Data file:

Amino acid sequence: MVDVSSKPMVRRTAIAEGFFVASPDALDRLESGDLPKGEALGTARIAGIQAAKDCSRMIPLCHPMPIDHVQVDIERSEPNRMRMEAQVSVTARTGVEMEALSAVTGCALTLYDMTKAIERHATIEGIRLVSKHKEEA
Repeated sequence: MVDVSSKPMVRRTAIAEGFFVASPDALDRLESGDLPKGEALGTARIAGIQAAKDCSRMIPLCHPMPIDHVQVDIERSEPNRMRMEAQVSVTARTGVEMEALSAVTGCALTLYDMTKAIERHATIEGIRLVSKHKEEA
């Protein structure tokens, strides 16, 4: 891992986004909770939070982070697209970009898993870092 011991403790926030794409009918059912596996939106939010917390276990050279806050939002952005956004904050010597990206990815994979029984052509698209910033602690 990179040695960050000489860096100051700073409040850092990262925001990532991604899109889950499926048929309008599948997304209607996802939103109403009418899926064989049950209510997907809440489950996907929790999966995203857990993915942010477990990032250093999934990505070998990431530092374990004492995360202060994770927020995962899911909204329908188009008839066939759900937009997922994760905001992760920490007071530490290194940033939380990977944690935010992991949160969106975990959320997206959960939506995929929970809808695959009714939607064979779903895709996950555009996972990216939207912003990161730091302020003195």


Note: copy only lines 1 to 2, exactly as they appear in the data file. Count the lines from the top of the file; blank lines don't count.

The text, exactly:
Amino acid sequence: MVDVSSKPMVRRTAIAEGFFVASPDALDRLESGDLPKGEALGTARIAGIQAAKDCSRMIPLCHPMPIDHVQVDIERSEPNRMRMEAQVSVTARTGVEMEALSAVTGCALTLYDMTKAIERHATIEGIRLVSKHKEEA
Repeated sequence: MVDVSSKPMVRRTAIAEGFFVASPDALDRLESGDLPKGEALGTARIAGIQAAKDCSRMIPLCHPMPIDHVQVDIERSEPNRMRMEAQVSVTARTGVEMEALSAVTGCALTLYDMTKAIERHATIEGIRLVSKHKEEA